Today's Health Highlights: Dec. 29, 2001
More Anthrax Found at New York Postal Facility Brazilian Corned Beef Recalled Medical Researchers Question Value of Cancer Screening Tests Gene Therapy for Cystic Fibrosis Partially Successful in Mice Sobering News on the Carnage of Drunken Driving
Saturday, December 29, 2001 (HealthDayNews) -- Here are some of the latest health and medical news developments, compiled by editors of the HealthDay Service:
More Anthrax Found at New York Postal Facility
More traces of anthrax have been found on a mail sorting machine at the Morgan Processing and Distribution Center in New York City, the Associated Press reports.
The facility, which handles some 12.5 million pieces of mail per day, had tested positive for the bacteria in October. Subsequent tests came back negative. Another test, this one taken on December 23, however, came back positive. A third-floor sorting machine was the only one to test positive in the 10-story building.
The Morgan Center will not be closed but will be decontaminated and retested. Meanwhile, William Smith, the president of the New York Area Postal Union said he would advise employees not to go to work until the extent of the contamination was clear.
Although no postal workers in New York City have contracted anthrax, mail that went through the Morgan facility appears to have been responsible for four nonlethal cases of skin anthrax in the city.
Brazilian Corned Beef Recalled
The government has announced a recall of about 1.5 million pounds of corned beef because of possible inedible ingredients which are not listed on the label, reports the Associated Press.
The Agriculture Department stressed that the corned beef is not dangerous and that no one has fallen ill but added that consumers should check the bottom of the cans for a stamp which says "BRASIL INSPECIONADO 3031 S.I.F." Any cans bearing this stamp should be returned to the store for a refund.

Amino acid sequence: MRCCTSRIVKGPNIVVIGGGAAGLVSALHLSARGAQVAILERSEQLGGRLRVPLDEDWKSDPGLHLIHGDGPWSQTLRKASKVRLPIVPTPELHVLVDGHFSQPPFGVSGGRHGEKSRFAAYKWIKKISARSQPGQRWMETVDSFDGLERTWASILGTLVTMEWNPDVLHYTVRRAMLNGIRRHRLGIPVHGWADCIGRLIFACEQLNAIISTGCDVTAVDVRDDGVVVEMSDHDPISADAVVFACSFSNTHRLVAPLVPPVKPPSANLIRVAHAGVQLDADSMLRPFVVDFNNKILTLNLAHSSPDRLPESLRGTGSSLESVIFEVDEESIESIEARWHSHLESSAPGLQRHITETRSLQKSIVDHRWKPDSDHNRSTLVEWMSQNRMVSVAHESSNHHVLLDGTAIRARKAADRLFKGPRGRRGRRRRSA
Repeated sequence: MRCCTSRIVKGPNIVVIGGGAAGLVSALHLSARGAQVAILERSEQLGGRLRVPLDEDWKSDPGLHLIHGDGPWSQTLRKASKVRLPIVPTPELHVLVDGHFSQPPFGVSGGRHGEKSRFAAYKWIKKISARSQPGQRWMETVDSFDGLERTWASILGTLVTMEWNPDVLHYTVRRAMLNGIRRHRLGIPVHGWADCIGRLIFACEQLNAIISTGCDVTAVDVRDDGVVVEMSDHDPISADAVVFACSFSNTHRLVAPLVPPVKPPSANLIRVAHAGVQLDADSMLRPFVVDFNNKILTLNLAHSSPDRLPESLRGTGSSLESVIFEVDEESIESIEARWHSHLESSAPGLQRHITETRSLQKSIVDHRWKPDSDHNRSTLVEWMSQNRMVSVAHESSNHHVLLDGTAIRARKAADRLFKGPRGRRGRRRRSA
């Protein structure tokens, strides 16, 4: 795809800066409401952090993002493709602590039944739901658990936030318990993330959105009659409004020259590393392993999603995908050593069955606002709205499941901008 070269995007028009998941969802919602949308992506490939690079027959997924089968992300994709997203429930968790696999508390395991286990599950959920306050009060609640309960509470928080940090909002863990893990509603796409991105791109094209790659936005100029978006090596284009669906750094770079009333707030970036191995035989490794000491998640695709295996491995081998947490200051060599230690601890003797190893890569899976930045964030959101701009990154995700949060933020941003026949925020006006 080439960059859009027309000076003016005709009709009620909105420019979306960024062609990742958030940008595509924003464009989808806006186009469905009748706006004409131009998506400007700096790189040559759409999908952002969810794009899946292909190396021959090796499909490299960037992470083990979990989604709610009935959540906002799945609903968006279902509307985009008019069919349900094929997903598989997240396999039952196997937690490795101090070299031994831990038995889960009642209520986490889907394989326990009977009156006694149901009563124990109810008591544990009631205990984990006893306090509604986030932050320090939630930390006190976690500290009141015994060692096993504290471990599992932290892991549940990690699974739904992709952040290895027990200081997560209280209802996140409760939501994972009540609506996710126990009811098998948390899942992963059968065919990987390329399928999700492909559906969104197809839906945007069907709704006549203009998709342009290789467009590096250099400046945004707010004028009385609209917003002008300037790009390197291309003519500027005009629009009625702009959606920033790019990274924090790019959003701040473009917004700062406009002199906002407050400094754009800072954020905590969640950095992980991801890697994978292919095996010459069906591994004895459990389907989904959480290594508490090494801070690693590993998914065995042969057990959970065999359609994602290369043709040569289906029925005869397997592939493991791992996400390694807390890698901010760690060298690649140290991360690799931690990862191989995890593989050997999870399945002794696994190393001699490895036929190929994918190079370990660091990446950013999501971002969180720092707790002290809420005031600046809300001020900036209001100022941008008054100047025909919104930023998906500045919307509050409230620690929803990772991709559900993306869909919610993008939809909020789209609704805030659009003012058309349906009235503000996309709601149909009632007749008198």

The recall affects nine distributors that had bought the product from a Brazilian supplier. Consumers with questions can call the Western Hemisphere Association of Meat Marketers at (435) 940-9035.
Medical Researchers Question Value of Cancer Screening Tests
The New York Times reports today that many medical researchers are becoming increasingly skeptical as to whether screening healthy people for cancer and catching the disease early actually saves lives.
Not all researchers agree on the evidence and most would concede that different tests have differing degrees of usefulness. The benefits of Pap tests for cervical cancer and tests for colon cancer, for instance seem great. The benefits of mammography for breast cancer and a blood test for prostate cancer may be less clear. Some new tests, such as spiral CT scans for the lungs, are being hotly debated partially because they are being marketed to patients before they have undergone rigorous scientific study.
Patients shouldn't forgo screening just yet, say experts, but they should know the pros and cons of potentially life-threatening treatments.
These questions come on the heels of a Danish study which reported that mammography did not lower overall death rates from breast cancer and, further, that women who had the test ended up having more surgery, radiation and chemotherapy than women who were not screened.
Gene Therapy for Cystic Fibrosis Partially Successful in Mice
In a preliminary experiment involving mice, scientists were able to partially correct the genetic flaw responsible for cystic fibrosis, according to a news service report.
Cystic fibrosis, an inherited disease, is caused by a defective gene which produces an abnormal version of a protein which moves chloride ions in and out of cells in the lungs and other tissue. In the recent study, researchers transplanted human cystic-fibrosis tissue into mice then tried to reprogram the protein-making process. The result was a 22 percent improvement in chloride transport.
There's a long way to go before the results can be duplicated in humans, researchers admitted, but the findings suggest that it is at least feasible.
Study Quantifies the Carnage of Drunken Driving
If you're thinking about hitting the road after guzzling champagne on New Year's Eve, consider this: Drunken drivers are 13 times more likely to kill someone than an average sober driver, a new study says, according to HealthDay.
"A drunken driver who takes a five-mile trip exposes other people to as much risk as a sober driver who drives for 65 miles," says Steven Levitt, professor of economics at the University of Chicago and co-author of the study into the risks of mixing alcohol and driving.
While public awareness of drunken driving has grown over the last two decades, 16,653 people died in alcohol-related traffic accidents in 2000. That's 40 percent of all traffic deaths, according to federal figures.